There are some common nutritional insufficiencies that are linked with the development of autoimmune disease and this is why all professionals place high value on high value foods. Addressing nutritional imbalances in your current diet using an Autoimmune Balanced Plate and other tools will help improve your experience.

Focusing on how you DIGEST your foods will also help ensure your body is optimally breaking down and absorbing what you're eating so those nutrients make it to the cells in the body.

These are areas that I focus on in with private client support and inside The Integrative Autoimmune Network because I have witnessed first hand the benefits to my clients and my own autoimmune family.



Having an autoimmune or auto-inflammatory disease can be very frustrating, scary and isolating. Having a child with an AID adds a whole other layer of complexity.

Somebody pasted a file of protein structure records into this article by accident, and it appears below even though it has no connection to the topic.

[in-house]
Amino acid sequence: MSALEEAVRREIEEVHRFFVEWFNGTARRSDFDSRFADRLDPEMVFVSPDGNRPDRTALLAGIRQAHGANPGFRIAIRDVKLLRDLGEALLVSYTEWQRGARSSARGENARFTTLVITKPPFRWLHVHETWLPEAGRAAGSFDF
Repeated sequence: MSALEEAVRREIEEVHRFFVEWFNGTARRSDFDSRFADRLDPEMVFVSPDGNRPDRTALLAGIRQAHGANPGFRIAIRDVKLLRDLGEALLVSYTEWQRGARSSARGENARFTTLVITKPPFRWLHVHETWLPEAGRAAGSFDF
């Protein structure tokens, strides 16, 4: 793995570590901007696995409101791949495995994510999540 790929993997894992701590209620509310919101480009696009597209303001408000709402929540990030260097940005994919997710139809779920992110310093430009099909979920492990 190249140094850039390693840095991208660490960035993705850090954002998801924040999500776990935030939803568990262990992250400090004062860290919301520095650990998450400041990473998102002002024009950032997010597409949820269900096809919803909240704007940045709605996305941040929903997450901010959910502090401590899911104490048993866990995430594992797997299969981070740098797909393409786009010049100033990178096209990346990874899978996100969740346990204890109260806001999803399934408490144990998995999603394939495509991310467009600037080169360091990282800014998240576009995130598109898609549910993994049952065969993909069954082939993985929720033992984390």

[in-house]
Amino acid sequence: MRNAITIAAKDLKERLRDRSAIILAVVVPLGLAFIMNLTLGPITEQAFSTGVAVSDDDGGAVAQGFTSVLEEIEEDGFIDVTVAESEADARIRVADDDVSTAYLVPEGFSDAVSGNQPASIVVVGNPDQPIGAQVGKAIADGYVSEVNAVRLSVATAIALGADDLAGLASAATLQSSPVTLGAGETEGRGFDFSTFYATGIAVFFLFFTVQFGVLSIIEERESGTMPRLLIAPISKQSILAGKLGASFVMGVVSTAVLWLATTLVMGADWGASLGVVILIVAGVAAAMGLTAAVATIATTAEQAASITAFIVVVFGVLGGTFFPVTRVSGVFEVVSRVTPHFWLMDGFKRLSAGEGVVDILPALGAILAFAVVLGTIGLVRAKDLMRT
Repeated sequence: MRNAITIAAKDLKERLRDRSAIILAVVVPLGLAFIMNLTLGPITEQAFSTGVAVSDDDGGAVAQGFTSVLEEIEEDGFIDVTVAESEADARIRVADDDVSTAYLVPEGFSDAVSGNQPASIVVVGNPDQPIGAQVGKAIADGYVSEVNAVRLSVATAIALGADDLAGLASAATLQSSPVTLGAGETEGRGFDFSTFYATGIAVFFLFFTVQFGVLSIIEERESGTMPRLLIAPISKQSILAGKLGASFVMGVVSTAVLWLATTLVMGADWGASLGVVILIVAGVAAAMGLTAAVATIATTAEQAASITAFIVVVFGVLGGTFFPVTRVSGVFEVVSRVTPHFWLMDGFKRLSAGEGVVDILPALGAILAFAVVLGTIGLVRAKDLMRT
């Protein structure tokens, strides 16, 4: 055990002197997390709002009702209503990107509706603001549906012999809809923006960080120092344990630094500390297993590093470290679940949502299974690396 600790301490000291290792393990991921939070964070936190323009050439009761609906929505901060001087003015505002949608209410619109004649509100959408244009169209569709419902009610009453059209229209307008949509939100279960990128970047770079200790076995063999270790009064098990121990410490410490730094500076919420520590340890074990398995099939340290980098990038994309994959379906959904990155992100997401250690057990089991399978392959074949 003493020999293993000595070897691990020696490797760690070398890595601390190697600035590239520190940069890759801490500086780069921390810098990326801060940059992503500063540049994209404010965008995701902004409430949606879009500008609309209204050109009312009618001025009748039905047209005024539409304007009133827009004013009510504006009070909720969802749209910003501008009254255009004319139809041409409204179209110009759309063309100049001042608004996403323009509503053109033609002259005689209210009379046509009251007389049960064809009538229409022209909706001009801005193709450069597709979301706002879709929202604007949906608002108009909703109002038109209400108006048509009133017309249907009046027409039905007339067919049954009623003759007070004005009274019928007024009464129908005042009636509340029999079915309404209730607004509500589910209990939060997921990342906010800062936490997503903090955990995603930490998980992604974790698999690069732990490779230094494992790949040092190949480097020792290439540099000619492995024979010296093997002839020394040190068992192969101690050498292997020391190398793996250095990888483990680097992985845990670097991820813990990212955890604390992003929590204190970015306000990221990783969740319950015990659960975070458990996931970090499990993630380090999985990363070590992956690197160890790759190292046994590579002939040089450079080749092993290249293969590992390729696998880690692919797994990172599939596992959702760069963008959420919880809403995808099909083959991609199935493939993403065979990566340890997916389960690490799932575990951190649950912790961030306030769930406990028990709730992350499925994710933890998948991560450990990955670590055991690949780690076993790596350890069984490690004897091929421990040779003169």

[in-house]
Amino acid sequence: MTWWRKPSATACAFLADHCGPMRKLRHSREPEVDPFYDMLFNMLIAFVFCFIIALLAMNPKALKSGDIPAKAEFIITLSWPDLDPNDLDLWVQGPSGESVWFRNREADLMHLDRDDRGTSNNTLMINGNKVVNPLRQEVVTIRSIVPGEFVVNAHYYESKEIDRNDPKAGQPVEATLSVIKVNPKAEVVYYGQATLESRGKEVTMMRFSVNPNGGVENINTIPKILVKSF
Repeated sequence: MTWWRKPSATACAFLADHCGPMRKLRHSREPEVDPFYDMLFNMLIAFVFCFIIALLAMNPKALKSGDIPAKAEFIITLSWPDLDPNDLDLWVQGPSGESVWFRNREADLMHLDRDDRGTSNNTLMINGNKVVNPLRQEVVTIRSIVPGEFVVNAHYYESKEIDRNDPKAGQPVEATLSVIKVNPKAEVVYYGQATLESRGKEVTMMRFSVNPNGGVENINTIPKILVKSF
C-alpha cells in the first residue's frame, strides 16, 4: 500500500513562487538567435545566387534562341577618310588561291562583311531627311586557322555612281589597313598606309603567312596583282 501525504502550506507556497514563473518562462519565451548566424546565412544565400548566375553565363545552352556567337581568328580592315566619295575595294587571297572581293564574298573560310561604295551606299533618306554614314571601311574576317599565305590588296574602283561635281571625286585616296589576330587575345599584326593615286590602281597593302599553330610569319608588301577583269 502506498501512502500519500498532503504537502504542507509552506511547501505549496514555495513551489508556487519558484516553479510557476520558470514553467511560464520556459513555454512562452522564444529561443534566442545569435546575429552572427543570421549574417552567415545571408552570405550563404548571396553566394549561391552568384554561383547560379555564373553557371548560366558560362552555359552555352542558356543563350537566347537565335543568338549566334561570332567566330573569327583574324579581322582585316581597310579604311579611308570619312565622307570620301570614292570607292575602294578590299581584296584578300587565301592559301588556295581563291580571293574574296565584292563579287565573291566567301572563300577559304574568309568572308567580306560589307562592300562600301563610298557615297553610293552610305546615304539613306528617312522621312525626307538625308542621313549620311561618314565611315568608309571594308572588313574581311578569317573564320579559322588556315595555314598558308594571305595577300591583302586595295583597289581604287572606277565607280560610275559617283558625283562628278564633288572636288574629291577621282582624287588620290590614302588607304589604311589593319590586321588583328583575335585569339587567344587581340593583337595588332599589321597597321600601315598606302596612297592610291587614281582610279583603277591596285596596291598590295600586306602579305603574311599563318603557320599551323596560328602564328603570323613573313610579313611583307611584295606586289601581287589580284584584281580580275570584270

The thought of layering nutritional or lifestyle changes on top of your current treatment plan can be overwhelming. Paralyzing even. There is so much to do – all the time. This is why you need a plan. A tried-and-true process to get you from here to relief.

If you're just getting started, I recommend an Anti-Inflammatory approach as it can be a substantial shift from how you're currently eating with immense rewards. If you've been at this for a while or have an IBD that is flaring, you my be better served by trying Paleo or AIP, depending on changes you've previously made to her health plan.

If you have questions about how any of this applies to you - or need help with additional eating plans like LowFODMAP, low HISTAMINE or a kidney supportive nutrition plan -  you can book a call with me to discuss what's working and not working for you. We'll identify the GAPS and areas of support/focus that will help you get better results, faster.

You can book your complimentary, 45-Min call with me here >>> CLICK HERE TO BOOK A CLARITY CALL